These known prior art roller assemblies are given to certain maintenance problems. All of the rollers require lubrication and maintenance of grease seals; such frequent lubrication resulting in high maintenance costs. Grease leakage due to over-lubrication or worn grease seals provides glue for stickage of conveyed material which results in buildup and impairs the rotation of rollers. Rollers lock-up due to material contamination of highly precision bearings; such lock-up resulting in holes being worn in the idler rolls by the continuously moving belt, which in turn also damages the conveyer belt. Rust and corrosion of metal components is a problem for prior art systems used outdoors. Furthermore, due to the relatively narrow thickness of the outer shells, conventional rollers tend to wear fast.
Briefly described, the present invention teaches an idler roll assembly which comprises a solid roller made of ultra-high molecular weight high density polyethylene resin; which roller is mounted without the use of separate bearings on a shaft (axis). The shaft extends through an axial hole in the solid roller, where the roller and shaft are in direct contact with one another. There is a certain amount of tolerance between the shaft diameter and the roller passage diameter to prevent binding. The polyethylene material is its own bearing surface removing the requirement for independent bearing components. Gaskets and seal caps are provided to prevent the entry of foreign objects into the roller passage between the roller and shaft.
Preferably, the ultra-high molecular weight high density polyethylene resin used in the present invention has inherent lubricity, is highly abrasive and resistant, highly chemical resistant, and highly radiation resistant. The rollers of the present invention maintain their physical and mechanical properties over a wide temperature range (ie.--450 to 200 F.); they will not oxidize or rust. An example of the polyethylene utilized is that known as "1900®UHMW POLYMER" manufactured and sold by Hercules Incorporated of Wilmington, Del.
It is, therefore, an object of the present invention to provide an idler roll assembly comprising a unitary, solid roller formed essentially of ultra-high molecular weight high-density polyethylene resin mounted without separate bearing components for rotation on a shaft member and also for movement about the shaft member within allowed tolerances and boundaries, to provide a maintenance free roller assembly which also assists in improved operation of systems of which the roller assembly is a component part.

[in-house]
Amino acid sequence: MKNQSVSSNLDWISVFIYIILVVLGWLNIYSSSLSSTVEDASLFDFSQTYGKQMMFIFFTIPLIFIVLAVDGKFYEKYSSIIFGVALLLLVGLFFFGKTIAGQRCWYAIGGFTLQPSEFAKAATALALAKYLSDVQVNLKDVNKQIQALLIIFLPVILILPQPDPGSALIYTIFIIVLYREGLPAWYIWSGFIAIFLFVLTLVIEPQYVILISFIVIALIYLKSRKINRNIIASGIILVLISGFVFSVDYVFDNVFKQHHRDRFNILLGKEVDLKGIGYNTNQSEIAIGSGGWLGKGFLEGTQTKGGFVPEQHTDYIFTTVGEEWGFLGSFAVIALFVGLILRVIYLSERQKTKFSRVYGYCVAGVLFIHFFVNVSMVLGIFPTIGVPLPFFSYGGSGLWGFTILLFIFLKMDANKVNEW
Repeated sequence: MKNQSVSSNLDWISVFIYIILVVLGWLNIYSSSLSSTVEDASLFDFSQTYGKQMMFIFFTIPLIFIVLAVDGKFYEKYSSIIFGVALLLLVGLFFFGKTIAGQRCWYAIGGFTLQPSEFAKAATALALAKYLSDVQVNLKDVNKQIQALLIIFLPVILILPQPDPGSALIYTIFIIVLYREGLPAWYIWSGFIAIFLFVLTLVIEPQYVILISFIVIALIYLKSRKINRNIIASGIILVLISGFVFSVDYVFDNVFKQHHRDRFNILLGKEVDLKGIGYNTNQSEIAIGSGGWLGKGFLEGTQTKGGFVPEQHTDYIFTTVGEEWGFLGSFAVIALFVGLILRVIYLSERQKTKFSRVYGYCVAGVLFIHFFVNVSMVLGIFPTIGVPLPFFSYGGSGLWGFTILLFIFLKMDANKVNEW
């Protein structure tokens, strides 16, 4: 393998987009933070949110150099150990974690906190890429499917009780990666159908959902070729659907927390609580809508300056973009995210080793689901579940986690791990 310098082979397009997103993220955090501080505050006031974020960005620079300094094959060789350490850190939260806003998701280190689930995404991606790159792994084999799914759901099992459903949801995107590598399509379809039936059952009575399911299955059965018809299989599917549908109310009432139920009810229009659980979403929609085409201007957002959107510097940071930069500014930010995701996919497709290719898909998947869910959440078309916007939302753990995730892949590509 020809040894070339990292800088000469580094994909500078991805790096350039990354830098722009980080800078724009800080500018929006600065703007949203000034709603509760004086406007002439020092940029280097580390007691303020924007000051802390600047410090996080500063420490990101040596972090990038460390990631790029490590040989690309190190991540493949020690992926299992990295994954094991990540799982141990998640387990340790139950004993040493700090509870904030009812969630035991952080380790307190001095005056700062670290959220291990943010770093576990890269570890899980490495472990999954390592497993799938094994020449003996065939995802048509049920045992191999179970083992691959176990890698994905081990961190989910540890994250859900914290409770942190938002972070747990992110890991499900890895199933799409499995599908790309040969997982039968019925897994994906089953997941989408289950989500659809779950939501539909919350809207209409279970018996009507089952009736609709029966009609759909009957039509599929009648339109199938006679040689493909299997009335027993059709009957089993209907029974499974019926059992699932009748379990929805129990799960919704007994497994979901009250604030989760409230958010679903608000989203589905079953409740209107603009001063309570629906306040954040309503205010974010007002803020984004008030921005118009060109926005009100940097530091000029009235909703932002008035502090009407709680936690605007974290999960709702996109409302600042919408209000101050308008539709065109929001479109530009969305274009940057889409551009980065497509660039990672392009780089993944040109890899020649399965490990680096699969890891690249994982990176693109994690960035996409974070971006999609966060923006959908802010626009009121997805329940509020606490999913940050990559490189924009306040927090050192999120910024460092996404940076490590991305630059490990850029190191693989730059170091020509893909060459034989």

Another object of the present invention to provide an idler roll assembly which is made simply, relatively inexpensive, and relatively maintenance free with a minimum of assembly components.
Another object of the present invention is to provide a unique, idler roll assembly which requires no grease, thus eliminating the possibility of contamination from the idler of conveyed products.
Still another object of the present invention is to provide an idler roll assembly which minimizes the possibility of corrosion of component parts, minimizes the possibility of roller lock-up.
Yet another object of the present invention is to provide an idler roll assembly which is weather and chemical resistant.
Other objects, features and advantages of the present invention will become apparent upon reading and understanding the remaining specification, when taken in conjunction with the accompanying drawings.
FIG. 1 is a partially cut-away, partially exploded front view of the improved idler roll assembly in accordance with the present invention.
FIG. 2 is a left end view of the roller component of the idler roll assembly of FIG. 1.
FIG. 3 is a front view of a troughing roller system assembly utilizing three idler roll assemblies of the present invention.
FIG. 4 is a top view of the system assembly of FIG. 3.
Referring now in greater detail to the drawings in which like numerals represent like components throughout the several views, FIG. 1 shows the idler roll assembly 10 in accordance with the present invention. The roll assembly 10 comprises a solid roller 11. The roller 11 is a unitary, solid piece of material formed in the shape of a cylinder through which a central, axial bore or passage 13 has been defined. The central passage 13 is itself cylindrical and concentric with the outer periphery 12 of the roller 11, and extends through the entire length of the roller. The entire roller 11, including the exposed outer periphery 12 and the inner periphery 17 which forms the walls 17 of the passage 13, is a solid piece of material. Preferably, the roller 11 is formed of an ultra-high molecular weight high-density polyethylene resin having a molecular weight range between three and six million. In the preferred embodiment, the roller is highly abrasive, wear resistent, highly impact resistent, highly chemical and radiation resistent. An example of the type of material described herein from which the roller 11 is formed, is that material sold by Hercules Corporation of Wilmington, DE., under the Trademark 1900®UHMW Polymer.